I stopped following your blog far too soon.  Glad you gave me a second look.  I think you at least gave as good as you got and I learned a great deal about Medvedev and contemporary Russia.  

The last academic course I took in Russian History was in 1965, so since then I have relied mostly on media and didn't have a reliable calibration on my B.S. detector.  I have long held that elected representative government is something that must evolve organically over time in each society and is not some reductionist fantasy of a simple formula that can be applied, cookie cutter style.  Same for economic systems.  

Given that serfdom was only abolished by Alexander II, the Russians have come a long way in a short time.  Comparable evolution in the English speaking world could be considered to have started with the Tudors.  For the USA, a lot of the blood spilled along the way was shed in England in the 17th century. There is very little "democracy" in the workplace here, and the structure and conduct of our economy is such a sick joke that I cannot imagine how anyone can feel triumphant about that.  Most just buy the corporate PR without even realizing it.

"It is not necessary to have hope in order to persevere."

by ARGeezer (ARGeezer a in a circle eurotrib daught com) on Fri Jul 11th, 2008 at 11:12:24 PM EST
The last academic course I took in Russian History was in 1965

Sadly, I think this is probably the case with most "Russia experts" and foreign policy advisers...

I have relied mostly on media and didn't have a reliable calibration on my B.S. detector.

Again, you are in the vast majority.  You're why I write. ;)

Given that serfdom was only abolished by Alexander II, the Russians have come a long way in a short time.

Er, whaaa?  Russia abolished serfdom several years before America abolished slavery.  And 1861 was like, a long time ago!  You make it sound like Russia was lightyears behind civilization or something.  The liberal reforms of Russia in the 19th Century, which also included things like jury trials and local self-government, were pretty impressive, and for many, not liberal enough.  So let's set aside this idea that Russia's only recently emerged from some cave to join the Enlightenment.  Which, I know, is not exactly what you were saying.  But it could rub someone that way.

"Pretending that you already know the answer when you don't is not actually very helpful." ~Migeru.

by poemless on Sat Jul 12th, 2008 at 03:04:17 PM EST
[ Parent ]
Russia abolished serfdom several years before America abolished slavery.

Two years < several.  1861-1863.  And of course in America, we had the more "advanced" race-based slavery. :-/  We imprisoned whites, exterminated Native Americans and enslaved blacks, though not universally on any of the three counts.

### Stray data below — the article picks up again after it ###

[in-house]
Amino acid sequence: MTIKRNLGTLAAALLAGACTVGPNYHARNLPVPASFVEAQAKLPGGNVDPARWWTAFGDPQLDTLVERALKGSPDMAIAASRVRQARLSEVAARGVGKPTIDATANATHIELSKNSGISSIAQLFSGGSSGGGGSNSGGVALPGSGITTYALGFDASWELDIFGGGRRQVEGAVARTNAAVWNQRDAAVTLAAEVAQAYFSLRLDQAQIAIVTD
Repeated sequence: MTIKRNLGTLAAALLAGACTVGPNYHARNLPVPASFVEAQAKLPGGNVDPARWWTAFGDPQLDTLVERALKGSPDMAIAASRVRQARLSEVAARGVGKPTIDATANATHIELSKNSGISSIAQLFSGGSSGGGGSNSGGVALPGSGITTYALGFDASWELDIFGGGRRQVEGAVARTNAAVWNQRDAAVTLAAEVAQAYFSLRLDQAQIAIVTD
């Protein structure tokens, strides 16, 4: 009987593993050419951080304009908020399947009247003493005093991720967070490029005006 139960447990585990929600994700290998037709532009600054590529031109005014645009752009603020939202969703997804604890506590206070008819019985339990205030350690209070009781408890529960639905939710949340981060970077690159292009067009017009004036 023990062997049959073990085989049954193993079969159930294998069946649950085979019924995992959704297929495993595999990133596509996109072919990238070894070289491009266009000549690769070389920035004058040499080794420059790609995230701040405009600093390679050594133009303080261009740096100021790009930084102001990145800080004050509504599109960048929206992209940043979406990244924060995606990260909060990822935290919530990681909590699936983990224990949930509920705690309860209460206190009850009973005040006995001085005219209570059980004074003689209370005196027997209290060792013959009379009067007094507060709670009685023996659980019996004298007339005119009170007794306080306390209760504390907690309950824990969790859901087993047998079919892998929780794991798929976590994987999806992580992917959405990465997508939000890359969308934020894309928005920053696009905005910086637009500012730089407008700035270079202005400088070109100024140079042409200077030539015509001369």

And 1861 was like, a long time ago!

A matter of perspective.  My paternal grandfather was born in 1850.

But it could rub someone that way.

Anyone we know?  Some folks are just plain touchy! ;-)    

"It is not necessary to have hope in order to persevere."

by ARGeezer (ARGeezer a in a circle eurotrib daught com) on Sat Jul 12th, 2008 at 04:41:41 PM EST
[ Parent ]
Please, not everyone all at once!  Think of the puppies!

"Pretending that you already know the answer when you don't is not actually very helpful." ~Migeru.
by poemless on Sat Jul 12th, 2008 at 02:40:28 PM EST
I hesitate to comment for my sentiments run from 'me, too' through 'clever!' to 'ehm... OK'. Doomed to this mediocrity, I refrain. As I am dealing with a monster who has declared war on it. But, two things to add:

Another week, another number of very concerned Economist articles and posts on Russia (mediocre!). It seems the last relates to the Czechs getting their oil slower.

Czech mate? | Certain ideas of Europe | Economist.com

THE Czechs have plenty of experience with Russian hard-ball tactics, so their latest suspicions are worth considering. Just days after signing a deal with America to host a tracking radar for an antiballistic missile system (which Moscow strongly opposes), officials in Prague say the flow of oil to their country from Russia is slowing.

Although they declined to formally point the finger at the Russian government (technical problems could be to blame), Czech officials made their suspicions clear. They have two good reasons to think this way.

And it goes on...

Second, thanks for linking to the Russia blog series. Also popped up on Thomas P.M. Barnett's blog -- Barnett seeming to be a major influence for the author. Which makes me wonder. Barnett is very interesting, but sometimes wacky. The Russia blog author himself thinks his thesis is 'almost like a big poem'. Could be great!

by nanne (zwaerdenmaecker@gmail.com) on Sat Jul 12th, 2008 at 04:04:14 PM EST
I'm curious to know which parts you related to, thought were clever or ... "ehm OK".

Also, you have a lotta nerve coming here and posting Economist articles! ;)

"Pretending that you already know the answer when you don't is not actually very helpful." ~Migeru.

by poemless on Mon Jul 14th, 2008 at 07:01:51 PM EST
[ Parent ]
if I could afford grad school

Ummh, I know this is at least partly meant as snark, but don't go to a Ph.D program without funding. It just doesn't make sense, and there is plenty of funding available. (By funding I mean free tuition and fees, plus a basic stipend that allows you to almost avoid starving to death on the streets)

by MarekNYC on Sun Jul 13th, 2008 at 07:29:57 PM EST